Ron Dominguez, a Disney legend who grew up on an orange grove ranch that later became part of the Disneyland theme park, has died. He was 85.
Starting in 1955, Dominguez worked taking entry tickets as the park first opened. He then quickly moved through the ranks, and in 1990, he was named executive vice president for Walt Disney Attractions for the West Coast. He retired in 1994 and in 2000 he became a Disney Legend. He also was given a window on the theme park’s Main Street.
Getting the window was a significant honor, said Scott Fleener, who was among the first to learn of Dominguez’s passing early Friday, Jan. 1.
“It’s given to someone who made a large contribution to what the resort is today,” Fleener explained.
Fleener, president of the Order of the Red Handkerchief, the oldest alumnae club in Disneyland and made up of people associated with Mine Train Ride through Nature’s Wonderland, learned of his friend’s passing from Dominguez’s wife, Betty. The couple was married 41 years. They met at Disneyland.
“He was a natural leader who took the time to develop future leaders from cast members,” Fleener said. “Ron was very friendly and one of the things he said was, ‘The higher I go up, the more I miss getting to know the people who work in the park.’ If he or his wife were to look back now, I would say he had a great life.”
Richard Ferrin, chairman of the Disneyland Alumni Club, agreed, calling Dominguez “the spirit of Disneyland.”
“He was there from the very beginning and fully understood what Walt wanted in a cast member,” he said.
Ferrin said he met Dominguez while working in the park’s entertainment division and as a theme park designer.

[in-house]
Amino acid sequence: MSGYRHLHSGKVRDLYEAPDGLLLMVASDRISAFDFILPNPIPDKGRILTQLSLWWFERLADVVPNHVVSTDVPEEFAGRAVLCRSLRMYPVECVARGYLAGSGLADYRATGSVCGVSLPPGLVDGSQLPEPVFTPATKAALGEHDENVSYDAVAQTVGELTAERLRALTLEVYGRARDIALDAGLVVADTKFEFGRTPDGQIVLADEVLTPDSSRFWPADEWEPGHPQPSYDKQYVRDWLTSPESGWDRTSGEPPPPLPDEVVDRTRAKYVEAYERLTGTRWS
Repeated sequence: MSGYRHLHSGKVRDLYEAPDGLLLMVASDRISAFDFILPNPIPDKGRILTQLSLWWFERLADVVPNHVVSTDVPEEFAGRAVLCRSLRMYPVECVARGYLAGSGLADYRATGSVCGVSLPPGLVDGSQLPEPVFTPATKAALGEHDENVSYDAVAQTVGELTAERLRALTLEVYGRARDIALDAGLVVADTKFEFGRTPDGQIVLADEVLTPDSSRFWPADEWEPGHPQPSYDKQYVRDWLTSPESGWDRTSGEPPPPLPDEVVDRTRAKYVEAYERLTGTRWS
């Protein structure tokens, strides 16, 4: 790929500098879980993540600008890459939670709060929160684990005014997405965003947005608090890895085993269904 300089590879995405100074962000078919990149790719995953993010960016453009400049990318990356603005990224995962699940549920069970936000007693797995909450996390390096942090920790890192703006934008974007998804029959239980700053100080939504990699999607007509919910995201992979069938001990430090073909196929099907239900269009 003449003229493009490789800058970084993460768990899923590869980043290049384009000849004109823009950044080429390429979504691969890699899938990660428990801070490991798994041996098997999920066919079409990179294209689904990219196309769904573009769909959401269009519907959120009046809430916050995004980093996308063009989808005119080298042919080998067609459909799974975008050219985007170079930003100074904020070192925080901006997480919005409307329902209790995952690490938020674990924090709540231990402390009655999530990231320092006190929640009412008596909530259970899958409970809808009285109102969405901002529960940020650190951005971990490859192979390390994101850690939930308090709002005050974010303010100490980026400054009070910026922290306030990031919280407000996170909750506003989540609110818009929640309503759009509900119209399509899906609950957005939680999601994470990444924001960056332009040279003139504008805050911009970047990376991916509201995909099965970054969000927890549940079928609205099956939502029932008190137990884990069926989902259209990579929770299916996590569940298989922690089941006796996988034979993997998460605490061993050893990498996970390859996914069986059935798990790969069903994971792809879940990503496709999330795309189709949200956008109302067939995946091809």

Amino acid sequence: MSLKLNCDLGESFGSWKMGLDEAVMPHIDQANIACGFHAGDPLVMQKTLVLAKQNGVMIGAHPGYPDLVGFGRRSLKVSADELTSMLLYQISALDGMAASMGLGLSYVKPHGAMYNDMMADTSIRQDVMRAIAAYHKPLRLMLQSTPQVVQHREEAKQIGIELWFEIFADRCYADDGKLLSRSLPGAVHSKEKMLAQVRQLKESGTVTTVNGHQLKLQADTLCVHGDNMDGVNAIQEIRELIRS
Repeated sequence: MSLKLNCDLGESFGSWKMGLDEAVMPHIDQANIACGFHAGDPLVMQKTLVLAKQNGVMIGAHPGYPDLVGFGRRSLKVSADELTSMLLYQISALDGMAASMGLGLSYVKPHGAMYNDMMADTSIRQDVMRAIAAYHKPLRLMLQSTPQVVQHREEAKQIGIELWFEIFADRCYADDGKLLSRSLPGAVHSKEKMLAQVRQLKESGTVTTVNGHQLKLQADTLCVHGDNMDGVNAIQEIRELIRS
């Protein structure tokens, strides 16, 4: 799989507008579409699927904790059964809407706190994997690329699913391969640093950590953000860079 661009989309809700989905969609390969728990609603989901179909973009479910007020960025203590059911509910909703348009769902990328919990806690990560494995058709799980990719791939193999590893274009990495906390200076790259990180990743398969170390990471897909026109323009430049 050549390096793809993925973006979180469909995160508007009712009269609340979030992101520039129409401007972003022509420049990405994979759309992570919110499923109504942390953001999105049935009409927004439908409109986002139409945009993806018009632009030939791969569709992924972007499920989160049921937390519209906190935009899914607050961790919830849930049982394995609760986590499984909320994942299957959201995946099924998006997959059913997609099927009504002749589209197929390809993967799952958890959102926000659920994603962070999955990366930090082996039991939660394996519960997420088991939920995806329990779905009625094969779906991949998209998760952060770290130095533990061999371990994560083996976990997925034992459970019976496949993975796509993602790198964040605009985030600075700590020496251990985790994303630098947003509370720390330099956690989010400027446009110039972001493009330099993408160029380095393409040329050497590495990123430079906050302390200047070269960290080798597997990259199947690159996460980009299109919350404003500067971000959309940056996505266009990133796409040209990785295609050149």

“When Roy Disney and Wally Boag asked me to assist with the Disneyland Alumni Club, Ron Dominguez helped and supported me in my planning and events,” Ferrin said. “He helped out tremendously during my production of the 50th anniversary event and the celebration video documentary which I directed.”
“Ron was a good friend, and I will miss him very, very much,” he added.
Fleener said he last saw Dominguez in October when he and other members from the alumnae club presented him with a challenge coin made for the Mine Train ride. The ride operated from 1956-1977 when Thunder Mountain replaced it. Dominguez had been the first foreman of the attraction.
In October, Fleener recalled, Dominguez was already quite frail but spoke at the club’s luncheon sharing some fun trivia about Disneyland and his family.
For Dominguez, Disneyland was in his roots. His family owned and lived on 10 acres of orange groves purchased by Walt Disney for Disneyland in 1954. Dominguez said that the family’s home was near today’s Pirates of the Caribbean and Cafe Orleans. The Spanish-style, two-story family was later moved behind Main Street U.S.A. and converted into administrative offices.
He also told the group about a giant palm tree that now stands near the entrance line to the Jungle Cruise. That palm had been a gift to his grandparents, who were married in the 1890s, Fleener said.
“It was very sad to see him so frail, especially because he was so vibrant,” Fleener said.
Dominguez had been in hospice for the past six weeks following a fall in which he broke his hip, Fleener said.
Dominguez was born on Aug. 19, 1935. He attended Anaheim High School and earned a degree in business administration from the University of Arizona.
His first day working at Disneyland was on July 13, 1955, when at 20, he took a summer job collecting park entrance tickets.
A year after starting at Disneyland, he had been trained on every attraction, including the Mine Train.
Later in 1956, he was named a temporary supervisor of Main Street U.S.A. He moved on to supervisor positions of other areas throughout the park, and in 1970 was made director of operations. In 1974, he became vice president of Disneyland.
Fleener said Dominguez was known as “Mr. Disneyland.”
“He was one of the nicest guys I’ve ever known,” he said. “Sometimes ‘nice guys’ do finish first. It’s very sad.”